Editor's Comment

We need sanity in civil service

Government complex.

A UN report of 2005 in its conclusion states that: No matter how organised and constitutional a government is, it would not get very far in the absence of public administration system capable of translating its

broad political intentions, enforcing its laws and delivering services needed by the people.
This attests that without a professional public service, it is impossible to achieve any meaningful development.
This is because while any government in power may have a vision for the country, it takes the public service technocrats to translate that vision into policy and action.
The role of civil servants is to implement policies and programmes of Government to achieve the much-desired economic development.
It is also within the duties of public service workers to raise revenue for the country and oversee public expenditure to ensure prudent use of resources for maximum development benefits.
It is therefore a bare fact that public service is at the centre of service delivery.
Given the important role that public service workers play in the country’s development process, it is expected that they execute their duties with the highest sense of responsibility and professionalism.
The sad reality, however, is that there is a lot of unprofessionalism in the way some civil servants execute their duties and this has been attributed to political inclinations.
It is disheartening that for a country like ours which is in urgent and dire need of development, fundamental players like civil servants can afford to sacrifice the country’s future for political expediency.
While civil servants have every right to support or vote for any candidate of their choice, it is beyond their boundaries to get actively involved in political activities and much more to allow their political inclinations to interfere with their jobs.
In Zambia, it is a well-known fact that the civil service is not functioning in the way it should.
The public service is marred with unprofessionalism, laissez-faire attitude, inefficiency, ineffectiveness and corruption, among other vices.
Unfortunately, some of these tendencies are politically engineered by those who do not support the party in power to cause failure in service delivery and subsequently repulsion by the general public.
We have also time and again heard of how teachers have been involved in political campaigns at the expense of quality service delivery.
This is why we fully welcome President Lungu’s directive to the Civil Service and Teaching Service commissions to de-politicise the public service and restore sanity.
During the swearing-in ceremony of Dickson Chasaya as chairperson of the Civil Service Commission and Stanley Mhango as Chairperson of the Teaching Service Commission, President Lungu rightly noted that the civil service is politically contaminated.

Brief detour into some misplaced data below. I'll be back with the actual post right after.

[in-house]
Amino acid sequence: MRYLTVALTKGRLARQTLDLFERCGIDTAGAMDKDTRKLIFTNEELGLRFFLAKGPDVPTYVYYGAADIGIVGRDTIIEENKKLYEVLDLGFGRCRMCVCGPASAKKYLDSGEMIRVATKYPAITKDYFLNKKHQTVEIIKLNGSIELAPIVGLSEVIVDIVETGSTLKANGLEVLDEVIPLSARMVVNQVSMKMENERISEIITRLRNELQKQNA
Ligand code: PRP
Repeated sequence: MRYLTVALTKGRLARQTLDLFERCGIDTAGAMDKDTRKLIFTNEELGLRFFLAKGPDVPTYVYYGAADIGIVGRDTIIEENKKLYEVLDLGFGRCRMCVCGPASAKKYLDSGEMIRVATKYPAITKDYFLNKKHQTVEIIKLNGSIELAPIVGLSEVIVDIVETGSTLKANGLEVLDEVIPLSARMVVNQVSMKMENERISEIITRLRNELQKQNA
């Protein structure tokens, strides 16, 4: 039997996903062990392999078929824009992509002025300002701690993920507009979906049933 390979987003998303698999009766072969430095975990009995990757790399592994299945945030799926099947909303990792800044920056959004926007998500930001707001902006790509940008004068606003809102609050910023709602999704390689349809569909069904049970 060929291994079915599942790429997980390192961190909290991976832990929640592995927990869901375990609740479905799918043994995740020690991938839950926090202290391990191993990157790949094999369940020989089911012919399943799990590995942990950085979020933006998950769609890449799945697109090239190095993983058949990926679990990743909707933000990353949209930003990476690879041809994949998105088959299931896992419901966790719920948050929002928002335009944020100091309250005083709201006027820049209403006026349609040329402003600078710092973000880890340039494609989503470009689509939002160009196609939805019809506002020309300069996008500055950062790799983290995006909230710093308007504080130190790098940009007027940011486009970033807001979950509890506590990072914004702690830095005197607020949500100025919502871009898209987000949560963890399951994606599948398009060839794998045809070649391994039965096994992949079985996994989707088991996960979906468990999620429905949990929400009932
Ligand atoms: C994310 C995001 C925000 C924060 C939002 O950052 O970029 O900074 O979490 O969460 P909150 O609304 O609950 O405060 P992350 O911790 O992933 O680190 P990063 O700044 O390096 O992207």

He has called or demanded that there be a restoration of sanity and improvement of service delivery.
The President said some civil servants, instead of working, are busy making political manoeuvres.
The President wondered when development would take place if those in the civil service expended their energies on politics.
Indeed, politically-active civil servants are a liability to the country’s development process.
It is therefore our expectation that the two new chairpersons will run with the President’s directive to bring sanity to the civil service.
The task ahead of them is huge but we believe they are equal to the task. As President Lungu said, he looked far and wide and decided to settle for the two because of their expertise and experience.
It is also our hope that the two chairpersons will not betray the confidence President Lungu has shown in them. They must ensure that they achieve goals set for them.
Mr Chasaya and Mr Mhango should know that the eyes of all Zambians are on them in anticipation of better service delivery in the public sector.
It will therefore be a disservice not only to themselves but also to the country as a whole to treat anyone found wanting with kid gloves.
The commissions should not hesitate to part company with any culprit.
We cannot afford to allow a few individuals in the civil service to hold our country’s development to ransom.
We bet the country can do much better without these self-centred public workers.
Let us all therefore rally behind the two commissioners as they embark on the task of bringing back professionalism by depoliticising the civil service.
This is the only way to improve public service delivery and subsequently accelerate development.
It is therefore not a matter of choice; we need a professional civil service.

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